In the earlier stages of the disease, the person may have been successful in maintaining a job.

Now, however, since drinking starts earlier in the day and typically continues throughout the day, few, if any, full-time employment opportunities can be maintained.

In the earlier stages of the disease, additionally, the alcoholic had a choice whether he or she would take the first drink.

After taking the first drink, the alcoholic usually lost control and, in turn, would continue drinking. In the last stage of alcoholism, however, alcoholics no longer have a choice.

That is, in the final stage of alcoholism, alcoholics must drink in order to function.

The following list symbolizes some of the classic alcoholic behaviors and alcoholism effects in the fourth stage of alcoholism:

  • The realization of being out of control

  • Nameless fears and anxieties such as feelings of impending doom or destruction

  • Moral deterioration

  • Unreasonable resentments and hostility toward others

  • The "DTs"

  • Persistent remorse

  • Devaluation of personal relationships

  • Loss of tolerance for alcohol

  • Vague spiritual desires

  • Impaired thinking

  • Auditory and visual hallucinations

  • An obsession with drinking

  • The possibility of alcoholic psychosis

  • Continual loss of control

  • Benders, or lengthy intoxications

  • The collapse of the alibi system

  • Indefinable fears

  • "The shakes"


Alcoholism Effects: Social Aspects

Alcoholism not only affects the alcoholic, but it also affects those who are closest the alcoholic, namely his family, friends, other relatives, work associates, and neighbors.

The following list is a sample of the "social effects" of alcoholism:

  • Birth defects such as fetal alcohol syndrome

  • Codependent behavior in others

  • Child abuse

  • Dysfunctional homes

  • Traffic injuries

  • Destroyed relationships

  • Destroyed lives

  • Wife battering

  • Work-related injuries and accidents

  • Broken homes

  • Traffic fatalities on the highways

Medical Conditions Caused by Alcoholism

Alcoholism causes a number of medical problems, health conditions, and diseases.

We will first discuss some of the different kinds of cancer caused by alcoholism and then focus on the non-cancerous illness and ailments that are the effects of this disease.

The Effects of Alcoholism: Cancer

The following is a list of different types of cancer that are directly or indirectly caused by alcoholism:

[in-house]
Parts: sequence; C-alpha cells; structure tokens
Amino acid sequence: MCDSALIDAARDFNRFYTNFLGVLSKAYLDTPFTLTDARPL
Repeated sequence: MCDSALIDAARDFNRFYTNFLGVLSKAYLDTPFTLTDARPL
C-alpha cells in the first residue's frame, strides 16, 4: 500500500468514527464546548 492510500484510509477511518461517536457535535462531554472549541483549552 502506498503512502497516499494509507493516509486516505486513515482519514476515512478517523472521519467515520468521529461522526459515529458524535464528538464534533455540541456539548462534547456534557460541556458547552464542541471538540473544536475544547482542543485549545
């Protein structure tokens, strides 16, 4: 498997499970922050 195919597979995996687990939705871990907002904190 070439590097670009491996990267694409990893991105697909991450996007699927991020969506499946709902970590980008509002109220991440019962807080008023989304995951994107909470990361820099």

• Colon

  • Liver

  • Kidneys

  • Larynx

  • Rectum

  • Esophagus

  • Stomach

  • Throat

The Effects of Alcoholism: Non-Cancerous Medical Conditions

The following is a list non-cancerous medical conditions, diseases, and health problems that are directly or indirectly caused by alcoholism:

  • Sexual problems such as erectile dysfunction and impotence in men

  • Alcohol withdrawal symptoms when the alcoholic stops drinking

  • Pancreatitis

  • Infections

  • Loss of intellectual abilities

  • Alcohol Poisoning

  • Destruction of brain cells

  • Gastritis (inflammation of the stomach)

  • Nervous system damage

  • Coma

  • Kidney and urinary tract infections

  • Korsakoff's syndrome (a memory disorder)

  • Numbness of the feet and hands

  • Dehydration

  • Vitamin D deficiency (which can result in bone fractures)

  • Severe thiamine deficiency

  • Vitamin A deficiency (which can cause night blindness)

  • Inflammation of the digestive system

  • Ulcers from the perforation of the stomach and the intestines

  • Pneumonia

  • Vitamin deficiencies (such as folate, selenium, riboflavin, thiamin, and vitamin B6)

  • Mental confusion

  • Problems with the immune system

  • Kidney failure

  • Impaired learning ability

  • Death (from alcohol poisoning, excessive intoxication, and organ malfunction)

  • Wernicke's disease (a memory disorder)

  • Harm to the fetus while the mother is pregnant

  • Cardiovascular problems such as high blood pressure, cardiomyopathy (damage to the heart muscle), heart failure, and strokes

  • Brain damage

  • Organ and system malfunction

  • Diabetes

  • Cirrhosis of the liver

  • Memory loss

Conclusion: Alcoholism Effects

Alcoholism and its effects are wide-spread as well as detrimental.

Indeed, alcoholism is truly a harmful and unhealthy disease that affects the alcoholic, the alcoholic's social network, and the unwary "strangers" who are involved in a traffic fatality or accident because the alcoholic was driving "under the influence" of alcohol.

Not only this, alcoholism and its effects are manifested in an almost unbelievable number of health conditions and medical problems that are suffered by the alcoholic.

In fact, when first looking at the extreme number of illnesses and ailments caused by alcoholism, one is almost overwhelmed.


After the situation is looked at in more detail, however, the medical and health-related effects of the disease start to become more understandable.

Stated simply, over time, alcoholism progressively breaks down the proper functioning of the body's main systems and organs.

Consequently, the alcoholic cannot replenish the vitamins, minerals, and other indispensable nutrients the body requires because of improper eating habits and, perhaps more importantly, because his malfunctioning organs do not allow for the proper absorption, metabolism, digestion, and utilization of the nutrients needed for development, repair, and basic system maintenance.

In short, over time, the alcoholic gradually kills himself or herself by his or her own drinking behavior.